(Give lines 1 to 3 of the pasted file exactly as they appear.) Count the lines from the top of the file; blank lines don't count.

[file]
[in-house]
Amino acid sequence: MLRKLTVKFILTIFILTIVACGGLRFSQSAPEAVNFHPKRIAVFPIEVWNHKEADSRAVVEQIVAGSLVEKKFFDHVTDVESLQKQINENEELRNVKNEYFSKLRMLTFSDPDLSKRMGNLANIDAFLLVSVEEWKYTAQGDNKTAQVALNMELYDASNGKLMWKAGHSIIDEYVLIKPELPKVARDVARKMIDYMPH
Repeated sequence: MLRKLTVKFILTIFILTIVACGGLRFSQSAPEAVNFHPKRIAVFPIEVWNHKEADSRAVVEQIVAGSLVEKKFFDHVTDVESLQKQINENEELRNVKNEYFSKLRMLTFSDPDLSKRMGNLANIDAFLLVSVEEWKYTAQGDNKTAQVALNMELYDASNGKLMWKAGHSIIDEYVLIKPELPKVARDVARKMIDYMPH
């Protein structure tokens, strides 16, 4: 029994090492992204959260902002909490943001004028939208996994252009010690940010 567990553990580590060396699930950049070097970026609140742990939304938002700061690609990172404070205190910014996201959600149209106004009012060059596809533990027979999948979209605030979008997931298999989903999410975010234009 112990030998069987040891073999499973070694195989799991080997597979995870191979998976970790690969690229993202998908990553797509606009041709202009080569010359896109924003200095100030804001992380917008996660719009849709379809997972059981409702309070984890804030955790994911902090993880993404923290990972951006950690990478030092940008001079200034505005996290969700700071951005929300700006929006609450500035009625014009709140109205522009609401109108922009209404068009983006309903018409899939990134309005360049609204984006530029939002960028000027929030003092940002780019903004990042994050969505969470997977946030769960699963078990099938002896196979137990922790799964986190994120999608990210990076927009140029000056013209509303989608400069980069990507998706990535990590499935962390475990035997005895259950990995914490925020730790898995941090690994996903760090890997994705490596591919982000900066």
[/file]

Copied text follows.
[in-house]
Amino acid sequence: MLRKLTVKFILTIFILTIVACGGLRFSQSAPEAVNFHPKRIAVFPIEVWNHKEADSRAVVEQIVAGSLVEKKFFDHVTDVESLQKQINENEELRNVKNEYFSKLRMLTFSDPDLSKRMGNLANIDAFLLVSVEEWKYTAQGDNKTAQVALNMELYDASNGKLMWKAGHSIIDEYVLIKPELPKVARDVARKMIDYMPH
Repeated sequence: MLRKLTVKFILTIFILTIVACGGLRFSQSAPEAVNFHPKRIAVFPIEVWNHKEADSRAVVEQIVAGSLVEKKFFDHVTDVESLQKQINENEELRNVKNEYFSKLRMLTFSDPDLSKRMGNLANIDAFLLVSVEEWKYTAQGDNKTAQVALNMELYDASNGKLMWKAGHSIIDEYVLIKPELPKVARDVARKMIDYMPH